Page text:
Saturday, December 6, 2003

Kristof [sigh]

Nick Kristof dredges up the old Democrats-Can’t-Win arguments again. I guess originality is not his strong suit.

It is, of course, the Democrats’ privilege to stand on principle, embrace the man they admire most and leap off a cliff together. Political parties have a hoary tradition of committing principled suicide, as the G.O.P. did with Barry Goldwater in 1964 and, most masochistically, the Democrats did three times with William Jennings Bryan from 1896 to 1908.

Yet my guess is that the Democratic faithful are being not so much high-minded as muddle-headed. Many Democrats so despise President Bush that they don’t appreciate what a strong candidate he will be in November, and they don’t grasp how poorly Mr. Dean is likely to fare in battleground states.


Against the Bush juggernaut, Mr. Dean faces three disadvantages.

First, geography. The only Democrats who have won the popular presidential vote since John Kennedy took office (when the Southern boom started) have all been Southerners: Lyndon Johnson, Jimmy Carter, Bill Clinton and Al Gore. Swing states are mostly in the South and Midwest, so the key for both parties is to find a candidate who can seduce “Reagan Democrats,” like Ohio steelworkers and Tennessee tobacco farmers. Not another Michael Dukakis.

But Dean is not Dukakis, who was barely audible on the stump and didn’t make an effort to reach out to “Reagan Democrats” (he assumed they’d come to their senses on their own). Dean is reaching out to them – even the goof on the Confederate flag issue shows he’s making an effort, however awkwardly. And the idea that the only successful Democrat will come from the South is reverse bigotry: if the rest of the country can accept a candidate who “talks funny,” why can’t the South, especially when the questions are health care, the economy, and leadership?

Second, style. Angry bluster rouses the party faithful, but it frightens centrists. The last two presidents who were fervently hated, Richard Nixon and Mr. Clinton, both won two terms; today’s liberal disgust could do the same for Mr. Bush by leading to a nominee like Mr. Dean, who warms the hearts of the party’s core but leaves others cold. Furious liberals already bear some responsibility for the situation because enough of them voted for Ralph Nader in 2000 to sink Al Gore.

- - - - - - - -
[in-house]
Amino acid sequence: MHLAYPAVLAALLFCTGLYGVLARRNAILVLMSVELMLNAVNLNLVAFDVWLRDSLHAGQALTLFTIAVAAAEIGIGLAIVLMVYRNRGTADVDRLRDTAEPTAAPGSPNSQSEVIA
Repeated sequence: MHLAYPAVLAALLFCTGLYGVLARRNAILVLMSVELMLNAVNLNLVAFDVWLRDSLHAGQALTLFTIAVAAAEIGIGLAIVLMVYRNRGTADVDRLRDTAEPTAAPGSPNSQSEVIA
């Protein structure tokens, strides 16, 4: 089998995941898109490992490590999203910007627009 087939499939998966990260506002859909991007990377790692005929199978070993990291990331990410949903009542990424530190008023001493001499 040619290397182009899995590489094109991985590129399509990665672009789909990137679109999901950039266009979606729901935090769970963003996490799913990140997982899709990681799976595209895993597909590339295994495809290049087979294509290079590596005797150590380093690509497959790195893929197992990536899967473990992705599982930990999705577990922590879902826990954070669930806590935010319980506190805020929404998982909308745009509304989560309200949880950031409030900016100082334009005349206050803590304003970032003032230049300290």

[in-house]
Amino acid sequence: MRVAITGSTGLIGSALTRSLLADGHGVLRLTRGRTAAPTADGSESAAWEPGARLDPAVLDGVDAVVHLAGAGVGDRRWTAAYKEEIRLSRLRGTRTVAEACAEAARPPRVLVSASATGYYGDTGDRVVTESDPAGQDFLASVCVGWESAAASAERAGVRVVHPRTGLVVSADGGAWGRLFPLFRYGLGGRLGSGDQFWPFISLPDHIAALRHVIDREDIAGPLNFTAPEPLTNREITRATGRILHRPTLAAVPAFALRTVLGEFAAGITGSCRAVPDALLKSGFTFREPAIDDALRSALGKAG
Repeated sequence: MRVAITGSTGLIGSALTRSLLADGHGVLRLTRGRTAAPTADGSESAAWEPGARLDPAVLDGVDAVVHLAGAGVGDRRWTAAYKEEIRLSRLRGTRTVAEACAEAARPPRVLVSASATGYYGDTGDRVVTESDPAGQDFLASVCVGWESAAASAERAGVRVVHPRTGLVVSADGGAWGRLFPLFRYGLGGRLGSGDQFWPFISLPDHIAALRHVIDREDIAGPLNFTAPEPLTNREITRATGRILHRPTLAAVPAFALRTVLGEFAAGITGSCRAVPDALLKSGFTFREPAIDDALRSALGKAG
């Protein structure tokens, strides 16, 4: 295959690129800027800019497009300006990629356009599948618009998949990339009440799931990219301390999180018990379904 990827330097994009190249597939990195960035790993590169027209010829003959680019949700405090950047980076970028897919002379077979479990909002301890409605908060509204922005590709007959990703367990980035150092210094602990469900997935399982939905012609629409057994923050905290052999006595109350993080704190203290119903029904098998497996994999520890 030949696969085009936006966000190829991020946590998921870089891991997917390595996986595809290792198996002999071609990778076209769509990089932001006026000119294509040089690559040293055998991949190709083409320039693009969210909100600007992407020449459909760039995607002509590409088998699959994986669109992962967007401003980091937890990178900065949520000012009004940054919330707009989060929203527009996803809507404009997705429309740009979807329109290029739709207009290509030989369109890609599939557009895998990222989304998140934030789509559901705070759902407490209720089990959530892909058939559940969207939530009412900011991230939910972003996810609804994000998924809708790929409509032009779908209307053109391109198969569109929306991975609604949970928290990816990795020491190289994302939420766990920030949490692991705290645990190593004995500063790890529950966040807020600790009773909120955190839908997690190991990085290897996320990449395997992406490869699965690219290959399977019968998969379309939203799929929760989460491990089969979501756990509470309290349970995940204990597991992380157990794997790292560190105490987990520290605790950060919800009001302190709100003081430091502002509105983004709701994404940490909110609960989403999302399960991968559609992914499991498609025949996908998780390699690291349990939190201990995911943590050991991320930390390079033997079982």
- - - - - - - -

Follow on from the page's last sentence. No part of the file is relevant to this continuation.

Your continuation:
Not that shit again. How many times do we have to say it…Nader didn’t lose it for Gore. And Kristof has apparently never seen Dean on the stump – he’s relying on news reports for the “angry bluster” canard.

Moreover, Mr. Dean is smart, but he knows it. America’s heartland oozes suspicion of Eastern elitists, and Mr. Dean’s cockiness would exacerbate that suspicion. President Clinton oozed charm and was fluent in Southern (“even a blind hog can find an acorn,” he’d say scornfully), while Mr. Dean needs a Berlitz course in self-deprecating folksiness.


You get the feeling that if Mr. Dean and Mr. Bush were stuck together in a small Missouri town, Mr. Dean would lecture farmers about Thomas Paine’s writings, while Mr. Bush would have the cafe crowd in stitches by doing impersonations of Mr. Dean.

Okay, someone’s been watching The West Wing too much. And tell me that Bush’s “folksiness” isn’t an act? Yeah, they really talk like hicks at Andover, Yale, and Harvard.

The third problem is biography. Mr. Dean may be the one Democrat who is even more blue-blooded than Mr. Bush and who has an even lamer excuse for dodging Vietnam. Mr. Dean grew up on Park Avenue in an old aristocratic family, and after getting his medical deferment from the draft, he moved to Aspen to ski. Unlike other politicians, Mr. Dean doesn’t even pretend to be particularly religious, and that’s a major political weakness in the battleground states.

Hold it. Dean’s “lamer excuse for dodging Vietnam” at least has the backing (no pun intended) of the United States Army physical examination. And Dean wasn’t AWOL for … how long? As for the religious aspect, the Religious Reich is lost to the Democrats right off, and the last presidential election where the candidate’s religious faith was a genuine issue was in 1960. Jimmy Carter may have been a born-again Christian, but he didn’t turn his administration over to the Taliban, and Bill Clinton was a church-going Baptist. ‘Nuff said.

The biggest danger is that both Democrats and Republicans will follow Kristof’s line of thinking. If the Democrats ignore the lessons of Mondale and Dukakis and assume that the electorate will realize in their hearts that they should vote for their man, they will lose – The Republicans tried that with Goldwater in 1964: “In Your Heart, You Know He’s Right.” The Democrats have the chance to win if they make the case that it isn’t geography, style, or biography that runs the country – it’s competence, intelligence, and the willingness to go out there and fight for what they believe.

Update: Thanks to spine’s comment in Dohiyi Mir, I read this in Talking Points Memo. It’s a great counterargument to Kristof.